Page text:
The Sailor's Hornpipe
The usual tune for this dance was first printed as the "College Hornpipe" in 1797 or 1798 by J. Dale of London. It was found in manuscript collections before then – for instance the fine syncopated version in the William Vickers manuscript, written on Tyneside, dated 1770. The dance imitates the life of a sailor and their duties aboard ship. Due to the small space that the dance required, and no need for a partner, the dance was popular on-board ship.
Accompaniment may have been the music of a tin whistle or, from the 19th century, a squeezebox. Samuel Pepys referred to it in his diary as "The Jig of the Ship" and Captain Cook, who took a piper on at least one voyage, is noted to have ordered his men to dance the hornpipe in order to keep them in good health. The dance on-ship became less common when fiddlers ceased to be included in ships' crew members.
The Sailor's Hornpipe
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In dramatic stage productions, from around the sixteenth century, a popular feature was a sea dance. But the nineteenth century saw the more familiar form of the "sailors’ hornpipe" introduced. Nautical duties (for example the hauling of ropes, rowing, climbing the rigging and saluting) provided the dance movements.
In artistic and popular culture
During the Last Night of the Proms in London, the spectators bring miniature foghorns and party horns and blow them along to the music, creating a loud, frenetic finale as the music reaches its fastest speed.
In the 1941 children's novel The Moffats by Eleanor Estes, Joey Moffat is supposed to do the hornpipe in a dancing school recital. Overcome by stage fright, he can't remember the steps until a tiny lap dog – formerly a sailor's pet – hears the music and jumps into the centre of the floor to take up the dance.
The tune was played in the animated Popeye cartoons beginning in the 1930s, usually as the first part of the opening credits theme, which then segued into an instrumental of "I'm Popeye the Sailor Man".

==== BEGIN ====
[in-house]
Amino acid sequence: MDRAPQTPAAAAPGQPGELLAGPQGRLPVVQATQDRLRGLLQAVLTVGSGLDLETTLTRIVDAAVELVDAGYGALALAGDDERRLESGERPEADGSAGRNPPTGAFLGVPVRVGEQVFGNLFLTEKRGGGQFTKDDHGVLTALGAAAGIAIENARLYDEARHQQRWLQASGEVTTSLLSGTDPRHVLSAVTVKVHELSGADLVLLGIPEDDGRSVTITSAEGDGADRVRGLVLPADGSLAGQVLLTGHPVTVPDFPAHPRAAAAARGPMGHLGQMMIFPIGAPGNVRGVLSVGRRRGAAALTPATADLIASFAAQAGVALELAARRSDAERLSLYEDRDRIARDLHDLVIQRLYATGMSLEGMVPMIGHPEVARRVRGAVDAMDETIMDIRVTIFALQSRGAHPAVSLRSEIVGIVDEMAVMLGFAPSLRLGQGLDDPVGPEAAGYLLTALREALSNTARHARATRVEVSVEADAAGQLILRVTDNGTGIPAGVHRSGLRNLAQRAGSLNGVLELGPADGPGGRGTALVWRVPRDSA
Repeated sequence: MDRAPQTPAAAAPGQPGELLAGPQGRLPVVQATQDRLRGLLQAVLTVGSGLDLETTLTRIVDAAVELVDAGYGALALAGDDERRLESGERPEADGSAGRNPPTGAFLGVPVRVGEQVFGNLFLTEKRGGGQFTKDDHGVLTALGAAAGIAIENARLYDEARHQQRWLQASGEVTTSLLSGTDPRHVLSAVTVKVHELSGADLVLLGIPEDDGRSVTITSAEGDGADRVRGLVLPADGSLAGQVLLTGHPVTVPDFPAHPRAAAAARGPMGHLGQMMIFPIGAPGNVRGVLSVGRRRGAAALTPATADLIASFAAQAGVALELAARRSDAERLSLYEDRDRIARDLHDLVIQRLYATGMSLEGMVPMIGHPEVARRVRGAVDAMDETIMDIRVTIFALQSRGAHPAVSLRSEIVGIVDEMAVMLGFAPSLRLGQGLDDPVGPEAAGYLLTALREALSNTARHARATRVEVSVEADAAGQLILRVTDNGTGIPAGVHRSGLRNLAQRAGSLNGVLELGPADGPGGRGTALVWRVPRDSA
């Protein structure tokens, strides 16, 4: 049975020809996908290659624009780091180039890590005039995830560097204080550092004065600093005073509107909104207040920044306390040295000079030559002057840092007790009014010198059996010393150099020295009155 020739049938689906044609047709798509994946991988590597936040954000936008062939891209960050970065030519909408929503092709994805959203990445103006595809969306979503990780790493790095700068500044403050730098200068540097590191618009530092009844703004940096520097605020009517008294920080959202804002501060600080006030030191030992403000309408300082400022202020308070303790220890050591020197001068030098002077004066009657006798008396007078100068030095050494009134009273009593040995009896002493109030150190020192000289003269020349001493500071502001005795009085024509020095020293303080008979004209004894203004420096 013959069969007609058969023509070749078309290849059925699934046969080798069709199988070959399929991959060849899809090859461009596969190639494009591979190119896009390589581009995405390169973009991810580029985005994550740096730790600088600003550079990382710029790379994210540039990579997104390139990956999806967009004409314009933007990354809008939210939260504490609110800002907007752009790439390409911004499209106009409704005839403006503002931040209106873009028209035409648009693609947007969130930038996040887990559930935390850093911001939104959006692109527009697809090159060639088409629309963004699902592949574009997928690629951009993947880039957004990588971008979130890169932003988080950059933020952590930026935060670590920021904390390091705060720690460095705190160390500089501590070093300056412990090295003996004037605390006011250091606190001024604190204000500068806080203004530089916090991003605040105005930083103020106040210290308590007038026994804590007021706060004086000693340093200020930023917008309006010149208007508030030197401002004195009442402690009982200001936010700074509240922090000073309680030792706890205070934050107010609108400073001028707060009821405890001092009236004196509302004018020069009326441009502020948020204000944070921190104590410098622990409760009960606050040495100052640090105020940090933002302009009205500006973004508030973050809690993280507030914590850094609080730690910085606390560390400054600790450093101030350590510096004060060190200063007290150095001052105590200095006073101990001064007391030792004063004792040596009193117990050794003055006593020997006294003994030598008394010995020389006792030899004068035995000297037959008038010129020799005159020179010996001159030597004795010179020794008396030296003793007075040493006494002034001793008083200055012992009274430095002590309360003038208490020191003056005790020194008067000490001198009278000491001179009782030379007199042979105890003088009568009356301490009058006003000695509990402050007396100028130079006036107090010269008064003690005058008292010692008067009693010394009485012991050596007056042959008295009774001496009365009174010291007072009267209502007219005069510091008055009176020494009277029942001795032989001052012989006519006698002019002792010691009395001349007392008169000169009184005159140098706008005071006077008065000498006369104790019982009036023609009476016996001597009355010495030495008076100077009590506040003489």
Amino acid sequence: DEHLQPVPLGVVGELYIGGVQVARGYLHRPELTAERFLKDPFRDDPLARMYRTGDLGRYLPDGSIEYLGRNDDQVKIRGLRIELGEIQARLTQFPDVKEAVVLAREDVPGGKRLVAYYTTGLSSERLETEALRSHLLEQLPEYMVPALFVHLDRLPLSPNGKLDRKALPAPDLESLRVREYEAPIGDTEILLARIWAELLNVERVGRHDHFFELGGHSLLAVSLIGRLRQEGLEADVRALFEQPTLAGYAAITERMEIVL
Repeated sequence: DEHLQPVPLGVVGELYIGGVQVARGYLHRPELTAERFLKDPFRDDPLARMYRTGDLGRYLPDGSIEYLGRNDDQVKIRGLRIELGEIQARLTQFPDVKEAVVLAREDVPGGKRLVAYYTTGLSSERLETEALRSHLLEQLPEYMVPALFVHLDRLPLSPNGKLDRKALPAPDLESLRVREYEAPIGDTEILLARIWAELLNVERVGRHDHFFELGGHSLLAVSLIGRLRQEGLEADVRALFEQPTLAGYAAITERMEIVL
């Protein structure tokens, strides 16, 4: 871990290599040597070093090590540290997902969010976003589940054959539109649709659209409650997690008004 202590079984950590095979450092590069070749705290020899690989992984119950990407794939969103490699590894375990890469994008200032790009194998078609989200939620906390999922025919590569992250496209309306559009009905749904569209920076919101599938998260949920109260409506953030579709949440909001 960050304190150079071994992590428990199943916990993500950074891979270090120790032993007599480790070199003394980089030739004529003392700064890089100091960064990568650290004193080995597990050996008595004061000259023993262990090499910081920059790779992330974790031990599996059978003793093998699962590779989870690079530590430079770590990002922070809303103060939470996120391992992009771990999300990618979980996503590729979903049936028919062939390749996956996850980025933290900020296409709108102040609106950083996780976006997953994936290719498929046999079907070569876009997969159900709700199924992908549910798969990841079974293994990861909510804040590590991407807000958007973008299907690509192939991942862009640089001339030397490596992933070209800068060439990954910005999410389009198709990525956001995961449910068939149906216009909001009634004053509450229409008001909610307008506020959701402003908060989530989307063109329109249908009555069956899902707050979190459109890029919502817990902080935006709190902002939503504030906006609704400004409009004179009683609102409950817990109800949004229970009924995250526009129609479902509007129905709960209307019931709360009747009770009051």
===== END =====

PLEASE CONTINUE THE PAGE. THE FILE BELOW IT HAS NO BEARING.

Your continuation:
The tune is also frequently heard as background music in many Looney Tunes and Merrie Melodies cartoons, usually in situations concerning sailing, ships, or the sea.
Reinhard Mey builds his political satire "Das Narrenschiff" around the tune. In the Gilbert and Sullivan comic opera H.M.S. Pinafore, Sir Joseph Porter tells Ralph Rackstraw "All sailors should dance hornpipes. I will teach you one this evening". In their later opera, Utopia, Limited, a slower version of the melody introduces "Captain Corcoran, K.C.B." In their opera The Gondoliers, it's quoted in the accompaniment for the line "With Admirals all round his wide dominions" from the song "There lived a King." An entire dance routine of a Hornpipe is included in Ruddigore.
John Philip Sousa's "Jack Tar March", written in 1903, features "The Sailor's Hornpipe" tune in one of its segments.
John Boulton's "Yankee Tars March", written in 1919, quotes "The Sailor's Hornpipe" in its breakstrain.
This tune has been recorded by:
- Mike Oldfield on Tubular Bells (1973) and Tubular Bells 2003 (2003)
- Achim Reichel as “Piratentanz” on Klabautermann (1977)
- Quilty on A Drop of Pure (1995)
- Yo-Yo Ma, Edgar Meyer, and Mark O'Connor on Appalachia Waltz (1996)
- Carlos Núñez on Cinema Do Mar (2005)
- Broadside Electric, on Black-edged Visiting Card
- The Spotnicks as "Bach goes to sea" in 1963
- The Tornados as "Popeye twist" in 1962